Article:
In recent press articles the Premiers of Western Australia and
South Australia voice their opposition to the siting of a National
Radioactive Waste Repository in their States. This type of response
is quite normal and comes under the heading of 'political expediency',
and does not necessarily align with their, or their colleagues',
private opinion. All politicians will need to keep an eye on public
opinion as there may well be a majority of people in a community,
a region or even a State that comes to the conclusion that the benefits
of such a project are greater than any possible risk.
Australia is fortunate in several ways when it comes to the disposal of
nuclear waste. When compared to countries that have nuclear power and
nuclear weapons, such as the UK, France, Russia and USA, our wastes are
small in quantity and at the mid and lower end of the range of
radioactivity. The normal annual generation of nuclear waste in the UK is
about 300 times the volume of that in Australia. At the same time, if
geological disposal is accepted, Australia has 30 times the land area of
the UK but only 40 per cent of the population.
The Australian Academy of Technological Sciences and Engineering has
recently published a paper on this topic in Focus
(ATSE Focus No 125, page 6-10) based on my research at the University of
Oxford and elsewhere.
The paper concludes that "… the public's preferred option is
for, not against, an acceptable final disposal for all existing and future
hazardous waste, including nuclear. Of all of the sciences employed so far
in the research for an acceptable regime for nuclear waste disposal,
sociology seems to have been practically omitted, but this can be put
right. We should start by identifying the disposal regimes acceptable to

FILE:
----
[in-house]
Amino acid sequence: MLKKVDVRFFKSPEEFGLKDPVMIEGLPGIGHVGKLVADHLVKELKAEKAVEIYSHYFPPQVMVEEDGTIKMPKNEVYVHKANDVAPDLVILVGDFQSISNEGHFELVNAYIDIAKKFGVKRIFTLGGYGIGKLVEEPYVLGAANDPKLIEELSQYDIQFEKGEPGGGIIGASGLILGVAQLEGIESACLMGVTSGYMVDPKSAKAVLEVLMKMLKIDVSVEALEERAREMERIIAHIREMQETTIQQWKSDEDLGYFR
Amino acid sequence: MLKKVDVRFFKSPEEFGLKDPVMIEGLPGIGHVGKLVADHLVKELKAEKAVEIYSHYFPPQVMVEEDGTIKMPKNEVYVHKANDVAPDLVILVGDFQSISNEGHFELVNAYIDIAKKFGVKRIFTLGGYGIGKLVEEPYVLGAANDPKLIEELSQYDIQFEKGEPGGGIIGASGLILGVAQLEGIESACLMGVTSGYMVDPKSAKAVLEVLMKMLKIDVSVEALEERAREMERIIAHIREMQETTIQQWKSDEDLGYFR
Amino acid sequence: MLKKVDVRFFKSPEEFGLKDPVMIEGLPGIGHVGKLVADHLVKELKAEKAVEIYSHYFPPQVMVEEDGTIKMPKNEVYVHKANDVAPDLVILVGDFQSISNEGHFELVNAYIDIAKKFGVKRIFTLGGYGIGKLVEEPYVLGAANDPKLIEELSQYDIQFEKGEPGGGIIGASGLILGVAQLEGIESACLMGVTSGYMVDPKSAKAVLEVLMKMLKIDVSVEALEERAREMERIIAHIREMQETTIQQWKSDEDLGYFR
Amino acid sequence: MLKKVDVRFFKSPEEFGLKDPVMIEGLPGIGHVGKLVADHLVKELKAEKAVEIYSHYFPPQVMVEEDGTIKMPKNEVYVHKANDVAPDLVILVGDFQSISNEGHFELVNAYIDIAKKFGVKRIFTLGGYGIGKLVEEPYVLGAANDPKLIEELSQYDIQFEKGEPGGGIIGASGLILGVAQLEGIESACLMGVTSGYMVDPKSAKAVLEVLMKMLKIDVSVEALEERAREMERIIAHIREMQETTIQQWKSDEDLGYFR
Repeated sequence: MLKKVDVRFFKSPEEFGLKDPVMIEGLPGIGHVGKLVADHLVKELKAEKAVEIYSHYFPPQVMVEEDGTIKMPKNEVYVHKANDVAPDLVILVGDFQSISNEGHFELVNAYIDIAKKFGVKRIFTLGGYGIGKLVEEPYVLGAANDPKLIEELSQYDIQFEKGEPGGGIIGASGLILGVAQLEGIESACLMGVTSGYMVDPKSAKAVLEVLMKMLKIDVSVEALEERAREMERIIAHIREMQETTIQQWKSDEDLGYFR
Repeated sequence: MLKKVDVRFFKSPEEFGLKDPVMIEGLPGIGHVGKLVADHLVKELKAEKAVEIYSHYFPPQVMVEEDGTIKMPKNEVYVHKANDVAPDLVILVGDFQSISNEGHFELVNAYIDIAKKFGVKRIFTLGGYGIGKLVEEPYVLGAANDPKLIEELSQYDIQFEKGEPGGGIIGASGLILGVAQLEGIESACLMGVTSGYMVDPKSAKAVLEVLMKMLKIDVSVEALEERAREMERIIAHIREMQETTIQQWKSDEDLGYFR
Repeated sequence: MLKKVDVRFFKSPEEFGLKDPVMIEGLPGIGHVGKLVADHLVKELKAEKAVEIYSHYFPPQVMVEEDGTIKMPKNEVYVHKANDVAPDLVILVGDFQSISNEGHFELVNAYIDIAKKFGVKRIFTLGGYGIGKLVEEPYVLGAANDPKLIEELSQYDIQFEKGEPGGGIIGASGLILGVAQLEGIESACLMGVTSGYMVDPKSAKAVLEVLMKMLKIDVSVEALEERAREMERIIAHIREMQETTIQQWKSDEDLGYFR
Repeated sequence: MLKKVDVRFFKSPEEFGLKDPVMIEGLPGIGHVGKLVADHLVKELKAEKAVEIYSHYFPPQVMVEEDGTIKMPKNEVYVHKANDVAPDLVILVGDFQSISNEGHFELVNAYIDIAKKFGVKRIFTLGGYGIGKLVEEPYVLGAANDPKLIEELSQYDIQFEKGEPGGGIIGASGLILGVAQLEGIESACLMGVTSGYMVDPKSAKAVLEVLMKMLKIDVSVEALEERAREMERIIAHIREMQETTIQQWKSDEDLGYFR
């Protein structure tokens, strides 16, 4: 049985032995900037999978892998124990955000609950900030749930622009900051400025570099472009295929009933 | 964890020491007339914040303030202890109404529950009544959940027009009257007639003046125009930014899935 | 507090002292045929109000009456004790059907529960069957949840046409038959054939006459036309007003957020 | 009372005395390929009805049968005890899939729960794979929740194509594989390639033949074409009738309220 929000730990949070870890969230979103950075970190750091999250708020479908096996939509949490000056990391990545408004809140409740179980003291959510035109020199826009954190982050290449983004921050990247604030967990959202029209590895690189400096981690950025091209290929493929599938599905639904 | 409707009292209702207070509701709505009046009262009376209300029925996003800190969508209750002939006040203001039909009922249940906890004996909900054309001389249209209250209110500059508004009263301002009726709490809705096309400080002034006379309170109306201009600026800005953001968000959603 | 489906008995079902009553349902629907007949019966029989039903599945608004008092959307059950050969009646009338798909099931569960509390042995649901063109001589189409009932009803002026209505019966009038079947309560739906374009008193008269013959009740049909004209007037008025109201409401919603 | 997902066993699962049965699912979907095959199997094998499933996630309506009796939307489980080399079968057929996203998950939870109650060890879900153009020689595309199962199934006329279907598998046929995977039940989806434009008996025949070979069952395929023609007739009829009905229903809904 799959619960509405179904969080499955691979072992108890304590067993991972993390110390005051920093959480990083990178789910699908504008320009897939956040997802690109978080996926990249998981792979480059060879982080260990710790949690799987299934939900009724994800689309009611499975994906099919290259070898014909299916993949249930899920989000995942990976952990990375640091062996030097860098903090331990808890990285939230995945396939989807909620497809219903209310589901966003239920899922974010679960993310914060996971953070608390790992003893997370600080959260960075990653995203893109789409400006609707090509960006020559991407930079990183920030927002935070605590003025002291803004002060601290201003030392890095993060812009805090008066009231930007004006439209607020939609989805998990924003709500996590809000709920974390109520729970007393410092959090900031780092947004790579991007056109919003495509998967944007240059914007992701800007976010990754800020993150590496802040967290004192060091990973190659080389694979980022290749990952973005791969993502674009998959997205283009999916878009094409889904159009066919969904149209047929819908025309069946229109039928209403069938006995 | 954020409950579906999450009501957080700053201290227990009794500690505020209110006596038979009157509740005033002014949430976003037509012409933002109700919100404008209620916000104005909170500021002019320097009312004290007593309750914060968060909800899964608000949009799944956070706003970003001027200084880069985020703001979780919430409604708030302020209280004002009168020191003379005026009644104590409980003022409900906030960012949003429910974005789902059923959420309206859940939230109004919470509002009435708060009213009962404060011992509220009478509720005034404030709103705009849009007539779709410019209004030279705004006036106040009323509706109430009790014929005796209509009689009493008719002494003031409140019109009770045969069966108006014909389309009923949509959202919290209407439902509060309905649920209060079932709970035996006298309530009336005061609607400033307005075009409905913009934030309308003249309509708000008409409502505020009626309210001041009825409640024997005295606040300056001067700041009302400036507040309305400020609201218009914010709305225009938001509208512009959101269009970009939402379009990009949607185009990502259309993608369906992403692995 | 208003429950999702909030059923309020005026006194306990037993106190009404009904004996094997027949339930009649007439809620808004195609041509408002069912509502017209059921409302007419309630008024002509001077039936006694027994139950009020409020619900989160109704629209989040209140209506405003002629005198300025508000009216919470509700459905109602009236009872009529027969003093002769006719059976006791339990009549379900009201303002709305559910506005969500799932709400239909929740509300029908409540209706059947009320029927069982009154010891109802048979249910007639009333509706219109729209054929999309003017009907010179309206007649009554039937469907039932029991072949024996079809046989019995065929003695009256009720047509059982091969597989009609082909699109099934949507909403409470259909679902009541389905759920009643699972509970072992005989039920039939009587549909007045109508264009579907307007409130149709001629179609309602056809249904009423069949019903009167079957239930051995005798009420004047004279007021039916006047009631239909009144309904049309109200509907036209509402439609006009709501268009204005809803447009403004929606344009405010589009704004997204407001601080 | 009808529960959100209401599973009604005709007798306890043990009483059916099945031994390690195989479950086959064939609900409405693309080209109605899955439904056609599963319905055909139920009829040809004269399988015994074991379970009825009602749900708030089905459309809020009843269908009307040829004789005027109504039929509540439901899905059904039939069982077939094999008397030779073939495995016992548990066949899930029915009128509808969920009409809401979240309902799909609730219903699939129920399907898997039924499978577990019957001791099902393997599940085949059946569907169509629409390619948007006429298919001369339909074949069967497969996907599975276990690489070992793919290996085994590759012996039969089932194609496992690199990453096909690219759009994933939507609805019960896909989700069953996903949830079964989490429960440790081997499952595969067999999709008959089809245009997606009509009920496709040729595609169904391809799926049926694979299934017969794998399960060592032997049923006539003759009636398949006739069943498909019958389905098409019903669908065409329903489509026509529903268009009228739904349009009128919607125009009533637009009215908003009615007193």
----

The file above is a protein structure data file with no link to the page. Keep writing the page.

the public, and then develop the technologies and processes to achieve
When debating the moral issues of waste disposal I believe that each
generation should put in place the regime necessary to dispose of the
wastes that have been generated by their use of energy and materials. It
should not be left in a shed somewhere for future generations. This
differs from the view of some organisations that are more interested in
keeping the public aware of their presence than actually improving the
environment. Nuclear waste does exist and we have had the benefits of the
goods that generated it. It will also continue to accumulate, irrespective
of whether we have nuclear power, as we continue with radiotherapy,
radio-pharmaceuticals, industrial applications and scientific research.
As in all countries, Australia is grappling with siting issues for
waste repositories. But resistance to siting is not limited to waste
repositories. It occurs whenever a democratic society needs to site an
incinerator, gaol, motorway, drug-rehabilitation centre, airport extension
and so on. There is, however, a growing incidence of communities making
their own risk assessment and determining what it is that would offset any
possible disability. They would participate in the assessment process and
retain involvement in the health and environmental aspects of such a
project. Communities might value an increase in construction and permanent
jobs, an increase in population and improvements in education, health or
transport, provided that any possible disability is small.
Technical aspects for the disposal of low-level waste are known and not
complex. The wastes are all solid materials such as safety clothing,
laboratory equipment, tools, building materials and mineral residues. The
Commonwealth Department of Education, Science and Training has adequately
described the waste and the intended disposal method in various
publications on the National Radioactive Waste Repository. The processes
for the consolidation and containment of the various wastes have also been
described. The diligence that is applied to radioactive waste should also
be applied to the disposal of all hazardous waste. Perhaps if this had
been done, Western Australia could have avoided the environmental and
health problems associated with the Bellevue fire and the airborne
chemical discharge from the Brookdale waste plant.
The Premier that supports the siting of a national repository will
probably be remembered as the statesman who cleaned up Australia!
The community that is first to accept a repository in its region stands
to gain in ways that it can determine, whether it is jobs, investment,
population, health, education or tourism. Tourism will get a boost, as all
passers-by will want to see the project. And quite frankly, they will then
wonder what all the fuss was about.
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